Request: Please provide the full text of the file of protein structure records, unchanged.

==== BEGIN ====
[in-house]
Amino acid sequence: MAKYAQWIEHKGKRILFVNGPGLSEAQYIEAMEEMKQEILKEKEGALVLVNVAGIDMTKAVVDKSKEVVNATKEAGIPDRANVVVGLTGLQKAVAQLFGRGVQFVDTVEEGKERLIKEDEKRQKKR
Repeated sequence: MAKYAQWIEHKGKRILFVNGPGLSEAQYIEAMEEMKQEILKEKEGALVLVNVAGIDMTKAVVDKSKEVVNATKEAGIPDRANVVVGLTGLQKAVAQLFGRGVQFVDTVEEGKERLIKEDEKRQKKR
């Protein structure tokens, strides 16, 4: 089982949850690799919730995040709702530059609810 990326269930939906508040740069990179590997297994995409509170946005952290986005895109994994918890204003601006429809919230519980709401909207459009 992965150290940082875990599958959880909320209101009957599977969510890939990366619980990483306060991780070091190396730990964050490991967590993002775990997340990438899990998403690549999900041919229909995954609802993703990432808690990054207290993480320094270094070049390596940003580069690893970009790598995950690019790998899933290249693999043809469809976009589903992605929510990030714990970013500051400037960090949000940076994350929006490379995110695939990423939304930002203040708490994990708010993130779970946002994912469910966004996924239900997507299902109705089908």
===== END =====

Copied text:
[in-house]
Amino acid sequence: MAKYAQWIEHKGKRILFVNGPGLSEAQYIEAMEEMKQEILKEKEGALVLVNVAGIDMTKAVVDKSKEVVNATKEAGIPDRANVVVGLTGLQKAVAQLFGRGVQFVDTVEEGKERLIKEDEKRQKKR
Repeated sequence: MAKYAQWIEHKGKRILFVNGPGLSEAQYIEAMEEMKQEILKEKEGALVLVNVAGIDMTKAVVDKSKEVVNATKEAGIPDRANVVVGLTGLQKAVAQLFGRGVQFVDTVEEGKERLIKEDEKRQKKR
């Protein structure tokens, strides 16, 4: 089982949850690799919730995040709702530059609810 990326269930939906508040740069990179590997297994995409509170946005952290986005895109994994918890204003601006429809919230519980709401909207459009 992965150290940082875990599958959880909320209101009957599977969510890939990366619980990483306060991780070091190396730990964050490991967590993002775990997340990438899990998403690549999900041919229909995954609802993703990432808690990054207290993480320094270094070049390596940003580069690893970009790598995950690019790998899933290249693999043809469809976009589903992605929510990030714990970013500051400037960090949000940076994350929006490379995110695939990423939304930002203040708490994990708010993130779970946002994912469910966004996924239900997507299902109705089908």